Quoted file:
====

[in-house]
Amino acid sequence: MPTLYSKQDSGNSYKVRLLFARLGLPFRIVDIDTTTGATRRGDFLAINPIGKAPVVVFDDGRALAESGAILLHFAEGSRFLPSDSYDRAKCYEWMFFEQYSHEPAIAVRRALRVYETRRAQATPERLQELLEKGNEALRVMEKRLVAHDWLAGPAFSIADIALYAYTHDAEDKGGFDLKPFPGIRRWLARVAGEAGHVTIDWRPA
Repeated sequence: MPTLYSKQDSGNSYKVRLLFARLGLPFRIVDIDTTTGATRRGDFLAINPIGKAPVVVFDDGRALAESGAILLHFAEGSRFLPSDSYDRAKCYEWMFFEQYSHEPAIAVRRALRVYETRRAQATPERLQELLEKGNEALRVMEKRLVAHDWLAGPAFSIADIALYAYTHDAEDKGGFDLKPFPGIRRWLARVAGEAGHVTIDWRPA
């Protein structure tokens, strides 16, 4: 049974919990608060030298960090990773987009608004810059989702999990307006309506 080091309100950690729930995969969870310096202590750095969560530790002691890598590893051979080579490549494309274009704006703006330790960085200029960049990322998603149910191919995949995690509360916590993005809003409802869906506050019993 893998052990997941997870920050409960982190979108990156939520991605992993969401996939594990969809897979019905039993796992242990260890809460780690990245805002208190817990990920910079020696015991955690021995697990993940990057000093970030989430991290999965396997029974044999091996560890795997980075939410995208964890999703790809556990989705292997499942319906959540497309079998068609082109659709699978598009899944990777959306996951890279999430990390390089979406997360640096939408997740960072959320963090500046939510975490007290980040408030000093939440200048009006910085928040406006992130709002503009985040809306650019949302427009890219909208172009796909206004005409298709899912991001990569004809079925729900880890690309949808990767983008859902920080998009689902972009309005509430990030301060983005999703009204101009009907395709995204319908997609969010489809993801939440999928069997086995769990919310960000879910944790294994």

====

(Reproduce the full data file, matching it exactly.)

[in-house]
Amino acid sequence: MPTLYSKQDSGNSYKVRLLFARLGLPFRIVDIDTTTGATRRGDFLAINPIGKAPVVVFDDGRALAESGAILLHFAEGSRFLPSDSYDRAKCYEWMFFEQYSHEPAIAVRRALRVYETRRAQATPERLQELLEKGNEALRVMEKRLVAHDWLAGPAFSIADIALYAYTHDAEDKGGFDLKPFPGIRRWLARVAGEAGHVTIDWRPA
Repeated sequence: MPTLYSKQDSGNSYKVRLLFARLGLPFRIVDIDTTTGATRRGDFLAINPIGKAPVVVFDDGRALAESGAILLHFAEGSRFLPSDSYDRAKCYEWMFFEQYSHEPAIAVRRALRVYETRRAQATPERLQELLEKGNEALRVMEKRLVAHDWLAGPAFSIADIALYAYTHDAEDKGGFDLKPFPGIRRWLARVAGEAGHVTIDWRPA
């Protein structure tokens, strides 16, 4: 049974919990608060030298960090990773987009608004810059989702999990307006309506 080091309100950690729930995969969870310096202590750095969560530790002691890598590893051979080579490549494309274009704006703006330790960085200029960049990322998603149910191919995949995690509360916590993005809003409802869906506050019993 893998052990997941997870920050409960982190979108990156939520991605992993969401996939594990969809897979019905039993796992242990260890809460780690990245805002208190817990990920910079020696015991955690021995697990993940990057000093970030989430991290999965396997029974044999091996560890795997980075939410995208964890999703790809556990989705292997499942319906959540497309079998068609082109659709699978598009899944990777959306996951890279999430990390390089979406997360640096939408997740960072959320963090500046939510975490007290980040408030000093939440200048009006910085928040406006992130709002503009985040809306650019949302427009890219909208172009796909206004005409298709899912991001990569004809079925729900880890690309949808990767983008859902920080998009689902972009309005509430990030301060983005999703009204101009009907395709995204319908997609969010489809993801939440999928069997086995769990919310960000879910944790294994």